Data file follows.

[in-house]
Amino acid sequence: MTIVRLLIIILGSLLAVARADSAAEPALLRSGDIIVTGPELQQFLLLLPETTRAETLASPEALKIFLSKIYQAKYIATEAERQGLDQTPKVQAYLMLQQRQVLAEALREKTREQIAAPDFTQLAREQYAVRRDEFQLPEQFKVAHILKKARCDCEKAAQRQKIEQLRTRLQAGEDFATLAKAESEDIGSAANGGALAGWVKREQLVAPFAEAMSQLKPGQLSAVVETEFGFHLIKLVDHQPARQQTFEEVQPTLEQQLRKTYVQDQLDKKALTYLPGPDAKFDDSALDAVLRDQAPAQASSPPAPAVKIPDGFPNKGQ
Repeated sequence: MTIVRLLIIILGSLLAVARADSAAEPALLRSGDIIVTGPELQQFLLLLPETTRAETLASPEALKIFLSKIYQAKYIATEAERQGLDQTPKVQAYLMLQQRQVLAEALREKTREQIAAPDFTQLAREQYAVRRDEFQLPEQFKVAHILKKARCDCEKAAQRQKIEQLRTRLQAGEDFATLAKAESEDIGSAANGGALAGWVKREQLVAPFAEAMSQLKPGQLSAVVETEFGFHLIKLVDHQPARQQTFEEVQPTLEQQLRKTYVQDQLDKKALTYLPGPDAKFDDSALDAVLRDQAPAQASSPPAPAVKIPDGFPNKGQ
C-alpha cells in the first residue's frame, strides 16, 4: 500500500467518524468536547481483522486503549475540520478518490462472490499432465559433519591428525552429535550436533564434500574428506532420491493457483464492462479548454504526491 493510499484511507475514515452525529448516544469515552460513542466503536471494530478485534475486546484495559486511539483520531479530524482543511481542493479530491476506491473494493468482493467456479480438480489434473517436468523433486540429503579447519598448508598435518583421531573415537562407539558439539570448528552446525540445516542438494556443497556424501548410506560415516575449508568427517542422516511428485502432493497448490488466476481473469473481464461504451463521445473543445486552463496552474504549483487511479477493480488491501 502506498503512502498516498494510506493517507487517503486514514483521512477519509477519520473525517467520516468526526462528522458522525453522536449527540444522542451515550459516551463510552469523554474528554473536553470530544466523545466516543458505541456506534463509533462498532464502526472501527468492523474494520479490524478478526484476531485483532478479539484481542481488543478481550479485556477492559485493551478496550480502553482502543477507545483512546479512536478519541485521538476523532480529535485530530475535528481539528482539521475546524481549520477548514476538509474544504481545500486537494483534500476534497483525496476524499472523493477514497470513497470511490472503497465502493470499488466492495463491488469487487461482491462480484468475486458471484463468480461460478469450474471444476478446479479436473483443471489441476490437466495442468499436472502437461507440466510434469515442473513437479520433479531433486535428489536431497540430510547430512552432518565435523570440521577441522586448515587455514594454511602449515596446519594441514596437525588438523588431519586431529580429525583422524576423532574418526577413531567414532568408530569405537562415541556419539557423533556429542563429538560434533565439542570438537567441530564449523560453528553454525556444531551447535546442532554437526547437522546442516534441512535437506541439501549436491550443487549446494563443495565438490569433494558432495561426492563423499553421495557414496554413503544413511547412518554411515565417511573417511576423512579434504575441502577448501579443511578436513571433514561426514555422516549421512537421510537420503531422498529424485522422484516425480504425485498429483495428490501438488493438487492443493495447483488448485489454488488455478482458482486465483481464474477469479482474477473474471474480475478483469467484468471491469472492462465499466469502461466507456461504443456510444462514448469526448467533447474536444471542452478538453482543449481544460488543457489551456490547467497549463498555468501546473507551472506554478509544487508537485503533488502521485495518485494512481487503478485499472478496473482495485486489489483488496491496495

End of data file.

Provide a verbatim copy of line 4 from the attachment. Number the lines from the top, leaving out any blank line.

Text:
C-alpha cells in the first residue's frame, strides 16, 4: 500500500467518524468536547481483522486503549475540520478518490462472490499432465559433519591428525552429535550436533564434500574428506532420491493457483464492462479548454504526491 493510499484511507475514515452525529448516544469515552460513542466503536471494530478485534475486546484495559486511539483520531479530524482543511481542493479530491476506491473494493468482493467456479480438480489434473517436468523433486540429503579447519598448508598435518583421531573415537562407539558439539570448528552446525540445516542438494556443497556424501548410506560415516575449508568427517542422516511428485502432493497448490488466476481473469473481464461504451463521445473543445486552463496552474504549483487511479477493480488491501 502506498503512502498516498494510506493517507487517503486514514483521512477519509477519520473525517467520516468526526462528522458522525453522536449527540444522542451515550459516551463510552469523554474528554473536553470530544466523545466516543458505541456506534463509533462498532464502526472501527468492523474494520479490524478478526484476531485483532478479539484481542481488543478481550479485556477492559485493551478496550480502553482502543477507545483512546479512536478519541485521538476523532480529535485530530475535528481539528482539521475546524481549520477548514476538509474544504481545500486537494483534500476534497483525496476524499472523493477514497470513497470511490472503497465502493470499488466492495463491488469487487461482491462480484468475486458471484463468480461460478469450474471444476478446479479436473483443471489441476490437466495442468499436472502437461507440466510434469515442473513437479520433479531433486535428489536431497540430510547430512552432518565435523570440521577441522586448515587455514594454511602449515596446519594441514596437525588438523588431519586431529580429525583422524576423532574418526577413531567414532568408530569405537562415541556419539557423533556429542563429538560434533565439542570438537567441530564449523560453528553454525556444531551447535546442532554437526547437522546442516534441512535437506541439501549436491550443487549446494563443495565438490569433494558432495561426492563423499553421495557414496554413503544413511547412518554411515565417511573417511576423512579434504575441502577448501579443511578436513571433514561426514555422516549421512537421510537420503531422498529424485522422484516425480504425485498429483495428490501438488493438487492443493495447483488448485489454488488455478482458482486465483481464474477469479482474477473474471474480475478483469467484468471491469472492462465499466469502461466507456461504443456510444462514448469526448467533447474536444471542452478538453482543449481544460488543457489551456490547467497549463498555468501546473507551472506554478509544487508537485503533488502521485495518485494512481487503478485499472478496473482495485486489489483488496491496495